Citing inflation, Ford hikes EV prices $8.5k, erasing $7.5k EV tax credit in Inflation Reduction Act
Ford is only the "latest automaker to increase pricing of their newest electric vehicles amid rising inflation and commodity costs," according to CNBC.
On Aug. 9, just before President Biden signed the Inflation Reduction Act into law, Ford announced that due to inflation it will raise the prices of its electric F-150 Lightning pickups between $6,000 and $8,500 — effectively canceling out the $7,500 federal EV tax credit applicable to the vehicles under the $740 billion tax and spending measure.
According to CNBC, Ford is only the "latest automaker to increase pricing of their newest electric vehicles amid rising inflation and commodity costs," joining General Motors, Rivian Automotive, Lucid and Tesla.
The tax credit does not apply to the purchase of electric vehicles assembled outside North America, which excludes many EVs made by manufacturers like KIA and Toyota. The new requirements took effect Aug. 16.
The tax credit would apply to EVs made by U.S.-based companies, including GM and Ford, both of which are unionized. The only exception to the new rules involves orders for EVs or plug-in hybrids that were placed prior to Aug. 16.
"Individuals who entered into a written binding contract to purchase a new qualifying electric vehicle before August 16, 2022, but do not take possession of the vehicle until on or after August 16, 2022 (for example, because the vehicle has not been delivered), can claim the EV credit based on the rules that were in effect before the Inflation Reduction Act's enactment," according to guidance released by the Treasury Department.
The prior rules did not include the North America assembly requirement. There was, however, a 200,000 cap per automaker on the number of EVs that could qualify for the tax credit.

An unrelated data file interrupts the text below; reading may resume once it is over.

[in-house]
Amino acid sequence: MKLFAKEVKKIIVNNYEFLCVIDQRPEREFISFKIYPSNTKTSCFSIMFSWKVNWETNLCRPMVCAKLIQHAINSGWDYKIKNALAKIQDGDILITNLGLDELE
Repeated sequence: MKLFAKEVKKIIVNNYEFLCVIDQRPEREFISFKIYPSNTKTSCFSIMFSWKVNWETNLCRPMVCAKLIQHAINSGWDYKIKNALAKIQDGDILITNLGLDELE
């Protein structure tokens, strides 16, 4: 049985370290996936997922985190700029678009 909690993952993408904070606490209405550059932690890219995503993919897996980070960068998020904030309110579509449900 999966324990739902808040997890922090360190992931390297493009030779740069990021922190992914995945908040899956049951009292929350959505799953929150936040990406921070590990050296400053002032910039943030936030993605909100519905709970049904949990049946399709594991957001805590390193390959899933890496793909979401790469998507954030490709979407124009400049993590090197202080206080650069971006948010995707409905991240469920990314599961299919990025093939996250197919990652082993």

Like the previous rules, the tax credit cannot be collected by people who lease an EV as opposed to buying it outright.
The final legislation that Biden signed into law also contains a first-ever $4,000 federal tax credit for the purchase of used EVs.
West Virginia Democratic Sen. Joe Manchin, who negotiated the final bill with Democratic leaders in Congress, said he isn't a fan of providing tax credits for EV purchases but wanted to build a strong domestic supply chain.
"I'm not a fan of the credits, okay?" Manchin said after the bill signing at the White House on Tuesday. "I'm a fan of basically building a supply chain here so we don't have to be dependent on China to send their batteries and their anodes and cathodes and everything."
Just the News asked a United Auto Workers representative if the union supports excluding EVs assembled outside the U.S. from eligibility for the federal tax credit.
“The Inflation Reduction Act is an important law that will help all working families both today and into the future," UAW President Ray Curry said. "Our union always supports incentivizing U.S. manufacturing. That is why we supported the Stabenow-Kildee amendment in the House-passed Build Back Better Act."
The Stabenow-Kildee amendment would have added an additional $4,500 tax credit to the purchase of union-made EVs. The union bonus was nixed from the final version of the bill that passed Congress.
Ford and GM told Fox Business that their price increases were not related to the passage of the Inflation Reduction Act.
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